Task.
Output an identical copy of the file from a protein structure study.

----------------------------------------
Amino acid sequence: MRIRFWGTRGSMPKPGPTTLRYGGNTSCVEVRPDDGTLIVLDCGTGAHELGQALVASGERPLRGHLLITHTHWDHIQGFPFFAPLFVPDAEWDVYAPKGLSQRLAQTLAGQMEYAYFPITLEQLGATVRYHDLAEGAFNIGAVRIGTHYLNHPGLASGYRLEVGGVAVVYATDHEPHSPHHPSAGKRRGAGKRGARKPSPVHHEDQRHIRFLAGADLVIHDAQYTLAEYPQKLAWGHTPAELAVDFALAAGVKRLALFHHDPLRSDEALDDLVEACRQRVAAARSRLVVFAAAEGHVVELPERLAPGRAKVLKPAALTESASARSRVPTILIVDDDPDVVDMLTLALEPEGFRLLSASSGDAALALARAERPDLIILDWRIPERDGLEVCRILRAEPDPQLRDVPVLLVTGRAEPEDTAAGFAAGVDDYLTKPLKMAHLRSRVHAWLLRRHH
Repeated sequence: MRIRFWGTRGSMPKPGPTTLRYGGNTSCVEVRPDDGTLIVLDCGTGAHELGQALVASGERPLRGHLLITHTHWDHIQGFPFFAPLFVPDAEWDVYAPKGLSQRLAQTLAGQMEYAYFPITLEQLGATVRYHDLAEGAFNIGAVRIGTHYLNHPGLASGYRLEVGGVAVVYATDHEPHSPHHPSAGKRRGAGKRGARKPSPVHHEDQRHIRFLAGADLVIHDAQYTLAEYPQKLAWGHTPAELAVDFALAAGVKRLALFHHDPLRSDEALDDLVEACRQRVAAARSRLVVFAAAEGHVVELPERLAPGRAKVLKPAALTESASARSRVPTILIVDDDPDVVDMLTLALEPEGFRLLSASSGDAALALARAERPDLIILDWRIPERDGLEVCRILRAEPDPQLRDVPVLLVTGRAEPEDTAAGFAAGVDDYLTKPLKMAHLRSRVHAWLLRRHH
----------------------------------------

Amino acid sequence: MRIRFWGTRGSMPKPGPTTLRYGGNTSCVEVRPDDGTLIVLDCGTGAHELGQALVASGERPLRGHLLITHTHWDHIQGFPFFAPLFVPDAEWDVYAPKGLSQRLAQTLAGQMEYAYFPITLEQLGATVRYHDLAEGAFNIGAVRIGTHYLNHPGLASGYRLEVGGVAVVYATDHEPHSPHHPSAGKRRGAGKRGARKPSPVHHEDQRHIRFLAGADLVIHDAQYTLAEYPQKLAWGHTPAELAVDFALAAGVKRLALFHHDPLRSDEALDDLVEACRQRVAAARSRLVVFAAAEGHVVELPERLAPGRAKVLKPAALTESASARSRVPTILIVDDDPDVVDMLTLALEPEGFRLLSASSGDAALALARAERPDLIILDWRIPERDGLEVCRILRAEPDPQLRDVPVLLVTGRAEPEDTAAGFAAGVDDYLTKPLKMAHLRSRVHAWLLRRHH
Repeated sequence: MRIRFWGTRGSMPKPGPTTLRYGGNTSCVEVRPDDGTLIVLDCGTGAHELGQALVASGERPLRGHLLITHTHWDHIQGFPFFAPLFVPDAEWDVYAPKGLSQRLAQTLAGQMEYAYFPITLEQLGATVRYHDLAEGAFNIGAVRIGTHYLNHPGLASGYRLEVGGVAVVYATDHEPHSPHHPSAGKRRGAGKRGARKPSPVHHEDQRHIRFLAGADLVIHDAQYTLAEYPQKLAWGHTPAELAVDFALAAGVKRLALFHHDPLRSDEALDDLVEACRQRVAAARSRLVVFAAAEGHVVELPERLAPGRAKVLKPAALTESASARSRVPTILIVDDDPDVVDMLTLALEPEGFRLLSASSGDAALALARAERPDLIILDWRIPERDGLEVCRILRAEPDPQLRDVPVLLVTGRAEPEDTAAGFAAGVDDYLTKPLKMAHLRSRVHAWLLRRHH